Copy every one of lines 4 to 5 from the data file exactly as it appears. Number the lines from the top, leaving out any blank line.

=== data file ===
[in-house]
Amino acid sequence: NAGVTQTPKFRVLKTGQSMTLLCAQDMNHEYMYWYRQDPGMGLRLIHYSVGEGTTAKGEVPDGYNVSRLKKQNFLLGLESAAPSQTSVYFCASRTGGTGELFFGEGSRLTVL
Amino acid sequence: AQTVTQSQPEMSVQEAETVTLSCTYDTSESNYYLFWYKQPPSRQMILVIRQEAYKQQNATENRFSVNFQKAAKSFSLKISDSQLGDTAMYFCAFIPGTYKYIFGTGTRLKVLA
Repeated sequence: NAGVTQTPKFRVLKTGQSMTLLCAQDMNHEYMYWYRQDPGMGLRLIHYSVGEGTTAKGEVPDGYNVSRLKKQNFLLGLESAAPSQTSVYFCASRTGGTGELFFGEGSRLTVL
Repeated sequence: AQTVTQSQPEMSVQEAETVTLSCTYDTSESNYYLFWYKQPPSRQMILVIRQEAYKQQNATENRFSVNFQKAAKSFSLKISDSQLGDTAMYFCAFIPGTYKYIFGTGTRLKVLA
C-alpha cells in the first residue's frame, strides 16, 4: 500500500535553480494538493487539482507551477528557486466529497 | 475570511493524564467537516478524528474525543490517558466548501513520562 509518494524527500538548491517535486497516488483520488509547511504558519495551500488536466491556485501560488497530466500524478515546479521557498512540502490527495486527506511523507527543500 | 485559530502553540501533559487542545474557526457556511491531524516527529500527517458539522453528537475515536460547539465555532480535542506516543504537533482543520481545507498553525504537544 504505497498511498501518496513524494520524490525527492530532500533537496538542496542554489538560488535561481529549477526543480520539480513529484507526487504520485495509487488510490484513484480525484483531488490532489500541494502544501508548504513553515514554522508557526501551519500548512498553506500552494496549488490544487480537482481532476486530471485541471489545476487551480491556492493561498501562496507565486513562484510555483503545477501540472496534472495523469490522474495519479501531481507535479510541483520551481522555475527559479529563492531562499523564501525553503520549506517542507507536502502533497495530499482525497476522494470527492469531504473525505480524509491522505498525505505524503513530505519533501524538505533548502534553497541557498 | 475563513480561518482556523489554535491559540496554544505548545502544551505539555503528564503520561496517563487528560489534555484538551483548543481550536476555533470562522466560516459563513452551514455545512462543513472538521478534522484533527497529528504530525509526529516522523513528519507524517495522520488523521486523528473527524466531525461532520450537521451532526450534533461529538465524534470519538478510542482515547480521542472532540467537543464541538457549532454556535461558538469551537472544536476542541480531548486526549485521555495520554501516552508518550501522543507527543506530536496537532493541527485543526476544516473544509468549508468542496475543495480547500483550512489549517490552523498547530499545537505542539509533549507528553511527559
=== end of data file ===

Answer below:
Repeated sequence: NAGVTQTPKFRVLKTGQSMTLLCAQDMNHEYMYWYRQDPGMGLRLIHYSVGEGTTAKGEVPDGYNVSRLKKQNFLLGLESAAPSQTSVYFCASRTGGTGELFFGEGSRLTVL
Repeated sequence: AQTVTQSQPEMSVQEAETVTLSCTYDTSESNYYLFWYKQPPSRQMILVIRQEAYKQQNATENRFSVNFQKAAKSFSLKISDSQLGDTAMYFCAFIPGTYKYIFGTGTRLKVLA